Thursday, May 24, 2012

Talking with Danielle Rodabaugh on How Sureties Work with the Financial Industry

We're shifting to the mortgage industry today, a topic I've covered here and there over the last 2 years. After having some neighbors of mine go through problems with their mortgage provider, I reached out to Danielle Rodabaugh, a journalist / surety expert who covers the industry. My question to her: "How does your industry deal with mortgage brokers and companies that act illegally? How does the surety protect the consumer?" Here's what she laid out for me, posted here in full. Thanks Danielle!

How to make a claim on mortgage professional's surety bond

Countless instances of unethical lending practices in the past decade have motivated government agencies to strengthen mortgage industry regulations across the country. A crucial aspect of the crackdown has been stricter surety bond requirements for mortgage professionals. If a bonded mortgage originator, broker or lender performs dishonestly when helping clients with their mortgages, injured parties might qualify for reparation paid out from professionals surety bond funds. Those who are adversely affected by a violation of the professional's performance can make a claim against the bond. This includes consumers, third-party providers and state authorities in charge of mortgage industry licensing. When it comes to the mortgage industry, the surety claims process varies greatly depending on
  • the obligations outlined in the bond
  • the jurisdiction in which the bond is active
  • the parties bound to the contract's terms
To collect reparation, though, the injured party must make a valid claim against the professional's surety bond. To do so, injured parities should follow these three steps.

1. Verify that the mortgage professional actually violated the bond's terms.

If you believe a licensed mortgage professional you've been working with has violated industry regulations, you might be able to gain reparation. For a valid claim to be made against a bond, however, the mortgage professional must have violated its terms.  Some problematic practices that could result in a claim against a mortgage professional's bond include:
  • intentionally targeting vulnerable or at-risk borrowers
  • pressuring clients to buy certain loan products such as high-risk loans or loans with higher interest rates
  • basing clients' interest rates on anything other than credit history
  • approving clients for loans they cannot afford to repay
  • charging clients unnecessary or additional fees
  • encouraging clients to use fraud when applying for a mortgage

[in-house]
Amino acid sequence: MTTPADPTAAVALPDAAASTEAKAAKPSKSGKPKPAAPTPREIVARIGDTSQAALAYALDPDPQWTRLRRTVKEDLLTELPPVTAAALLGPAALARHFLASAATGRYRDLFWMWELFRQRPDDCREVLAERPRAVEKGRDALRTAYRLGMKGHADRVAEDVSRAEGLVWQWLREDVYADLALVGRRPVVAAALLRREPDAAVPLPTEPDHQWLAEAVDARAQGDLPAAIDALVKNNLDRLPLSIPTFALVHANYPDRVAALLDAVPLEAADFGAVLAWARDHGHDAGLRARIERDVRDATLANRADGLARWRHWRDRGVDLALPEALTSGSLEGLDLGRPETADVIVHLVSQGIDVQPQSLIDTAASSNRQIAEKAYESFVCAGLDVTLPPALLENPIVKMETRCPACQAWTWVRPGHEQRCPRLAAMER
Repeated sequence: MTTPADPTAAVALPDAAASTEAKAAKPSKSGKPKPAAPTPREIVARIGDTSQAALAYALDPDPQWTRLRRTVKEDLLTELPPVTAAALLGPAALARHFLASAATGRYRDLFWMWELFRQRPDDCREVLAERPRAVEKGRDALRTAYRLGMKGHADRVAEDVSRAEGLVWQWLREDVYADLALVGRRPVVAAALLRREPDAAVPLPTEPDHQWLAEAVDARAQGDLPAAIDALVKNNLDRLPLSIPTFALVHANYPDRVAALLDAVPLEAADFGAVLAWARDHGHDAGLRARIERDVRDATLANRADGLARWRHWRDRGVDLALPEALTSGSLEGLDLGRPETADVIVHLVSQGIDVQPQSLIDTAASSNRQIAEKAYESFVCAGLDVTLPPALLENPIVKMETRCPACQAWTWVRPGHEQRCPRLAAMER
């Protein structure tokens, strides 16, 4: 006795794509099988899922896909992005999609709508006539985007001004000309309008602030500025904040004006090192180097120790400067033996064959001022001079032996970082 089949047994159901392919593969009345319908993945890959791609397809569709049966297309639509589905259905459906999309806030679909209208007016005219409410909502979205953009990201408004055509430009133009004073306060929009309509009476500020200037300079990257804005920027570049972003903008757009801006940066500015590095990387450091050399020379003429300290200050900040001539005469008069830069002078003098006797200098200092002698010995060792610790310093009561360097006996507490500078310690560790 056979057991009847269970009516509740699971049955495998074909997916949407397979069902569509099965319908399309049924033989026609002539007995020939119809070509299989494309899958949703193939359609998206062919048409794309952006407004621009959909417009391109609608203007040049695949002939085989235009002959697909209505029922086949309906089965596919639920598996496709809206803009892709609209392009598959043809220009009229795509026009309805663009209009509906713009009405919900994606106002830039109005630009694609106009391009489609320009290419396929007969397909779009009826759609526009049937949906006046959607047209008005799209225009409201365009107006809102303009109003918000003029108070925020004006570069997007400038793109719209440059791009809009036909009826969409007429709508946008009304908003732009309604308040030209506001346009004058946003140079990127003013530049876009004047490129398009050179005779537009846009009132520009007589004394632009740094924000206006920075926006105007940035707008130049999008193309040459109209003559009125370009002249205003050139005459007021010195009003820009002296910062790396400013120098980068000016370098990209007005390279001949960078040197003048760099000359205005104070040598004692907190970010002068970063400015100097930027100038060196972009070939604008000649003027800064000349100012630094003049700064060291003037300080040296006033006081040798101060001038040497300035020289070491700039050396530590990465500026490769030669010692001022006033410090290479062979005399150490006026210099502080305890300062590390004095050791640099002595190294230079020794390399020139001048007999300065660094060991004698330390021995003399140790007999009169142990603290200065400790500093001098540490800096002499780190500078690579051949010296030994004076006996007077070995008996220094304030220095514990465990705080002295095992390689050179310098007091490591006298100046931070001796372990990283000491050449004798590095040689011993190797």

Before you try to make a claim against a surety bond, you or your lawyer should verify whether the mortgage professional actually broke the bond's terms.

2. Get in touch with your attorney.

A number of legal issues could arise during your attempt to make a claim on a bond. The best way to handle potential problems is to get in touch with your lawyer right away and explain the situation. Not to mention the fact that mitigation is typically handled better with the help of a lawyer. You should always discuss your claim with an attorney before taking legal action because, unfortunately,  the amount you'll be able to collect might not be worth the time, money and effort that will be required to make a successful claim.

3. Contact the mortgage professional's surety.

Effective communication is crucial when trying to make a claim against a bond. To find out who the surety is, contact whatever state agency regulates mortgage professionals. The department can provide you with the name of the licensed mortgage professional's surety bond provider. Then contact the surety underwriter and follow its required procedures to make your claim. Oftentimes surety underwriters have personnel that deal exclusively with the claims process. Bond claims against mortgage surety bonds must typically be filed within one year of the date of the act that causes the claim. The duration of the surety bond claims process varies among underwriters. The surety underwriter will have to verify the claim is valid before paying reparation to injured parties. Sometimes mortgage bond language requires a county court ruling against the principal for a claim to be considered valid. Whether or not you have to take legal action against the mortgage professional to gain reparation depends on the bond's contractual language. Too many people have learned the hard way that the housing market and mortgage industry can be extremely risky to get involved with. Armed with an understanding of surety bonds, however, current and future homeowners can protect future investments from fraudulent mortgage professionals.
. . . A little more about Danielle: Danielle Rodabaugh is the chief editor for, a nationwide surety bond producer. As a part of the company's educational outreach program, Danielle writes about mortgage industry developments since they're often intertwined with the surety market.

1 comment:

Performance Bonds said...

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